Tuesday, March 4, 2014

The Case of the Frightened Lady (1940)

Strange goings on around the Lebanon family manor house have Isla Crane in a tizzy. The family she works for all seem to be hinding secrets. Lady Lebanon seems to be up to something, her son the Lord is being pressured to marry Isla, the footman are acting strange, and there is some sort of weirdness with the family doctor having to do with India. Additionally the architect brought in to fix the estate has eyes for Isla and then there is the problem of the dead body found after a masquerade party.

Twisty turny mystery story based on an Edgar Wallace play moves like the wind.  The film deftly juggles numerous story lines so that it keeps one watching even as things get a little too obtuse- there is so much going on that you kind of have to throw up your hands and just go with it...which is kind of par for the course for Edgar Wallace's work which frequently seems gets impossibly knotted. In the Wallace stories I've read the plots were more like amusement park thrill rides that spin you all about before depositing you somewhere safe. I don't think I've ever worked out who did it in one of his stories for any reason other than dumb luck.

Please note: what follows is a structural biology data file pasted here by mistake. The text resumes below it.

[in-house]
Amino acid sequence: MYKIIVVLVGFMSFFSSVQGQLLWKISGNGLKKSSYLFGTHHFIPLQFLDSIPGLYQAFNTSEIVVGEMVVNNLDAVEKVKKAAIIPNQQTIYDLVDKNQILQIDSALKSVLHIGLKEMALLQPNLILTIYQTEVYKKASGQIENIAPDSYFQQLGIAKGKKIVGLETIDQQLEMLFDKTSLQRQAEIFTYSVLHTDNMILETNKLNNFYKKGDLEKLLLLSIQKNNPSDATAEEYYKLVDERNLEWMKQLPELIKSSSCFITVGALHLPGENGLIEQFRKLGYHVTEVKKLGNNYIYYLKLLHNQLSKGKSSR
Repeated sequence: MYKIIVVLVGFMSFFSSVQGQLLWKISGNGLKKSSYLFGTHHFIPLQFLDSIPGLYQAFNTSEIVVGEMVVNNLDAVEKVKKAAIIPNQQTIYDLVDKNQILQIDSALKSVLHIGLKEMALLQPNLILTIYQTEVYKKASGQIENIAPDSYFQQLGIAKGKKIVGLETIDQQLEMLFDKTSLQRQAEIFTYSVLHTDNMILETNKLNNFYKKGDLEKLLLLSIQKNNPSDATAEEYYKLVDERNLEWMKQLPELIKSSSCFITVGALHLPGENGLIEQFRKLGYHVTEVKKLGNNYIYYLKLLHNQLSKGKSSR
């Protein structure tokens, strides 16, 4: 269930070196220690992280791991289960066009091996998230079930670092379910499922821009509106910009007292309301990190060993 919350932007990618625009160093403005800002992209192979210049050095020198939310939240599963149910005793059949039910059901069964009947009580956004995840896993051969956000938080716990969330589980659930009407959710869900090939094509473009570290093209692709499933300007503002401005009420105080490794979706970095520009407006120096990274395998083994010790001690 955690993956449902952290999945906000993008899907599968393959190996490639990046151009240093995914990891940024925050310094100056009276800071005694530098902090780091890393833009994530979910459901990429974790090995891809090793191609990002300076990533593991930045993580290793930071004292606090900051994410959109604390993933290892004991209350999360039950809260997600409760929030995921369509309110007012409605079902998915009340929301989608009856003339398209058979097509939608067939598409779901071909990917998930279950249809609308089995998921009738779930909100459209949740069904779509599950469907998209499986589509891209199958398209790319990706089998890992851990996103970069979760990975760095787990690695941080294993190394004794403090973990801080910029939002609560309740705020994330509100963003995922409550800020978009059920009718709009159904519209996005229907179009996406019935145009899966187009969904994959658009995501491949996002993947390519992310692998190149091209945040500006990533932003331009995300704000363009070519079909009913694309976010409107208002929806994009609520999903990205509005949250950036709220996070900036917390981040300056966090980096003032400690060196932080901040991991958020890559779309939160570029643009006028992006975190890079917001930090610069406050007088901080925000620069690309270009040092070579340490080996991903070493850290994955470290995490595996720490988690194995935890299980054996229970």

The film gets bonus points for not being overly stuffy or static which is something that many British films of the period could be. If I didn't know this was produced in England I'd have sworn it was from Hollywood.

If you like black and white mysteries this is one to track down.

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